By Michael Churchill
This essay was published by the Pennsylvania Capital-Star on April 18, 2019.
Every year around state budget time, there is a fair amount of nonsense that attends the decision of how much money the state will give to our public schools. This obscures the central fact that a bold state funding investment is needed to make sure all Pennsylvania students can thrive. I hope this will essay provide a bit of clarity both for public officials and for the public at large.
The most recent example comes from a conservative “think tank,” the Allegheny Institute for Public Policy, which tried to claim that increased state funding would not yield academic gains among the students benefitting from the investment.
The Institute’s analysis is a class example of “garbage in, garbage out.” It reaches its conclusion by looking at state spending in school districts completely absent of context. It does not examine the relationship between total district spending and achievement, and ignores the fact that state educational aid is meant to make up for deficiencies in local tax bases. It uses bizarre subsets of the data to reach conclusions, which only serves to prove that its analysis cannot withstand the weight of the real-world evidence.
The unvarnished truth about state funding is that Pennsylvania’s state share of education costs is nearly the lowest in the nation, placing most of the burden on local district taxpayers. Not only does this result in high property taxes, but it especially harms children in poorer communities whose parents cannot tax themselves hard enough to compete with wealthier districts.
For decades, advocates for public education have been calling for Pennsylvania to use state funding to close the gap between rich and poor districts so that all children have the opportunity for an education that prepares them for their future.
Even so, another unvarnished truth is that Pennsylvania has the worst gap in total school funding between rich and poor of any state in the nation.
The accompanying table shows that spending and academic achievement are indeed strongly related. It looks at expenses for actual student instruction – not including transportation, debt service, and other such costs. In 2016-17, that median cost was $9,184 per weighted student, meaning that half of the school districts spent more, and half spent less.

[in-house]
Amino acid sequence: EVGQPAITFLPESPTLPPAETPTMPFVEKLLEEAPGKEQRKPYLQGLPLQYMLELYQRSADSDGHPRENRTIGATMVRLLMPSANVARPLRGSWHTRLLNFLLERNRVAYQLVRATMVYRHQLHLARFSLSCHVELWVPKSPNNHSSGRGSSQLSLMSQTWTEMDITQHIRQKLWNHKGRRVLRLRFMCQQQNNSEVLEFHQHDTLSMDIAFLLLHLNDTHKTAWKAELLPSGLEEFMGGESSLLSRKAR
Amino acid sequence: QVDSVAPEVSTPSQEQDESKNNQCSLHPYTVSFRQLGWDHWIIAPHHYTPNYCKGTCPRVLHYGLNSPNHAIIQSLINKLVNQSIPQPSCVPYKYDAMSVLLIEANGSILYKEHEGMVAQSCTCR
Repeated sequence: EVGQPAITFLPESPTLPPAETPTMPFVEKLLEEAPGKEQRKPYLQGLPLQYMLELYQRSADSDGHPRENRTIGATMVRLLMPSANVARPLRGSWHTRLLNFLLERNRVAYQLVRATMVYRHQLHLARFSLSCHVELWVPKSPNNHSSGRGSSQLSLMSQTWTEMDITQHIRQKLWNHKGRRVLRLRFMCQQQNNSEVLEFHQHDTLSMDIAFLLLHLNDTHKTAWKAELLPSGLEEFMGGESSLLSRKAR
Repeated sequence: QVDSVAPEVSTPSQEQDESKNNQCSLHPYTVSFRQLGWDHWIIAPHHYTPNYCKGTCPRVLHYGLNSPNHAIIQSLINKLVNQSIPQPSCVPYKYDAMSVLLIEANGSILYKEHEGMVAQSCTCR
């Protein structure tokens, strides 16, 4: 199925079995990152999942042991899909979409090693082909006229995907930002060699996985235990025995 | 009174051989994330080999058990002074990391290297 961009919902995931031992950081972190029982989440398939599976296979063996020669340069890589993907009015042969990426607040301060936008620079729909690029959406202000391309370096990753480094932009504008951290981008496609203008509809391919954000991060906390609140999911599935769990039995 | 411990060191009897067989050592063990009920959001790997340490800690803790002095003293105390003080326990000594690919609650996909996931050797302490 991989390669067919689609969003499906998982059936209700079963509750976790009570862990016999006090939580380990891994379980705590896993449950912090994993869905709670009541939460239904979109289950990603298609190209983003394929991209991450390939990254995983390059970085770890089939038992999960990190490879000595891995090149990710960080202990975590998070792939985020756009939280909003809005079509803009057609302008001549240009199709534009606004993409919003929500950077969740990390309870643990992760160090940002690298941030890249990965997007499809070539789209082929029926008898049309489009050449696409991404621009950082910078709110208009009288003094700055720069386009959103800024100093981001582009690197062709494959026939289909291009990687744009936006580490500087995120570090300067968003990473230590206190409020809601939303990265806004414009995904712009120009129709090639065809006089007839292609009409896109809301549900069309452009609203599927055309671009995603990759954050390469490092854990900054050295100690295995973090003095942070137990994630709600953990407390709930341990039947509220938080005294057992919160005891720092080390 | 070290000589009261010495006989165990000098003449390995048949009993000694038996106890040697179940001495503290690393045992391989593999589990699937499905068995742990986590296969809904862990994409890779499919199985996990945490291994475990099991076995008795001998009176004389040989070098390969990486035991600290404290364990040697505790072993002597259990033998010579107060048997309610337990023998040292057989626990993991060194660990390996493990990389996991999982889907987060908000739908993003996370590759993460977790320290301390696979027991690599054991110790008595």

This analysis reveals that when total spending increases by $1,000 per funding formula weighted student, academic achievement increases. Every time total spending decreases, the percentage of high-performing schools decreases.
It is true that money isn’t everything; but money isn’t nothing. Of course school districts need to spend money responsibly; but they can’t spend it responsibly if they don’t have it to begin with.
The state itself acknowledged as much four years ago when it revised the formula for distributing state money. The formula drives more money to poor districts, and it recognizes that it costs more to teach some children than others. Poverty costs more in lots of ways. Learning English as a second language costs more. These are complications that cannot be responsibly ignored.
Taking all this into account, it becomes clear that our schools, on the whole, are under-funded by billions of dollars. We found in 2015 that it would cost more than $4 billion to provide every school with the level of per-student funding that high achieving districts receive, taking into account the funding formula’s considerations for poverty and other factors. Every comprehensive study of school funding over the past 20-30 years has reached a similar conclusion.
Even knowing this, we as a state continue to allow heart-breaking conditions to exist in our poor and, increasingly, middle-class schools.
A flaw in the system that AIPP properly points out is the annual decision to hold school districts harmless in the distribution of state funds. That is, every school district every year cannot get less state funding than it received the year before, no matter what. This leads to districts with declining populations getting larger per-student state school funding.
However, we shouldn’t make too much of this. If hold harmless was eliminated, and existing state school funding was distributed according to the funding formula, it still wouldn’t close the opportunity gap for poor and middle-class students. More funding is needed and, as our analysis shows, more money does produce higher achievement.
Let’s hope that this is the year when Pennsylvania makes real progress toward closing the worst opportunity gap in the nation – and one of the lowest funding rates in the nation. Today’s children can’t wait, and shouldn’t have to wait, for full education funding to become a reality.